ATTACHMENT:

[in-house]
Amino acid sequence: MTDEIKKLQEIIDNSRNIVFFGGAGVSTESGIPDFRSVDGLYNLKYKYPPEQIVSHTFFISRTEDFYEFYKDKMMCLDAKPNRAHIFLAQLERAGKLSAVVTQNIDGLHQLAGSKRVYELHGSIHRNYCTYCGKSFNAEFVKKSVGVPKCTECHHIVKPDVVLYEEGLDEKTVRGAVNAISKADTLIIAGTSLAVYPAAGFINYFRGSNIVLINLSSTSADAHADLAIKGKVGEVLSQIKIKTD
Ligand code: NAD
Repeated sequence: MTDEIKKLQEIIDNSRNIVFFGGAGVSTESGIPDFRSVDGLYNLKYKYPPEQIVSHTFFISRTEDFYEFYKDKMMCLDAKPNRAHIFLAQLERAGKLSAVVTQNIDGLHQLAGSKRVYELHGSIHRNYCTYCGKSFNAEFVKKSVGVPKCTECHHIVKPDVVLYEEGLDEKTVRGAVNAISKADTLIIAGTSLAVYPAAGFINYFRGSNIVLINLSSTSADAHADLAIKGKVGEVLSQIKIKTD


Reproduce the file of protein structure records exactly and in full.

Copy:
[in-house]
Amino acid sequence: MTDEIKKLQEIIDNSRNIVFFGGAGVSTESGIPDFRSVDGLYNLKYKYPPEQIVSHTFFISRTEDFYEFYKDKMMCLDAKPNRAHIFLAQLERAGKLSAVVTQNIDGLHQLAGSKRVYELHGSIHRNYCTYCGKSFNAEFVKKSVGVPKCTECHHIVKPDVVLYEEGLDEKTVRGAVNAISKADTLIIAGTSLAVYPAAGFINYFRGSNIVLINLSSTSADAHADLAIKGKVGEVLSQIKIKTD
Ligand code: NAD
Repeated sequence: MTDEIKKLQEIIDNSRNIVFFGGAGVSTESGIPDFRSVDGLYNLKYKYPPEQIVSHTFFISRTEDFYEFYKDKMMCLDAKPNRAHIFLAQLERAGKLSAVVTQNIDGLHQLAGSKRVYELHGSIHRNYCTYCGKSFNAEFVKKSVGVPKCTECHHIVKPDVVLYEEGLDEKTVRGAVNAISKADTLIIAGTSLAVYPAAGFINYFRGSNIVLINLSSTSADAHADLAIKGKVGEVLSQIKIKTD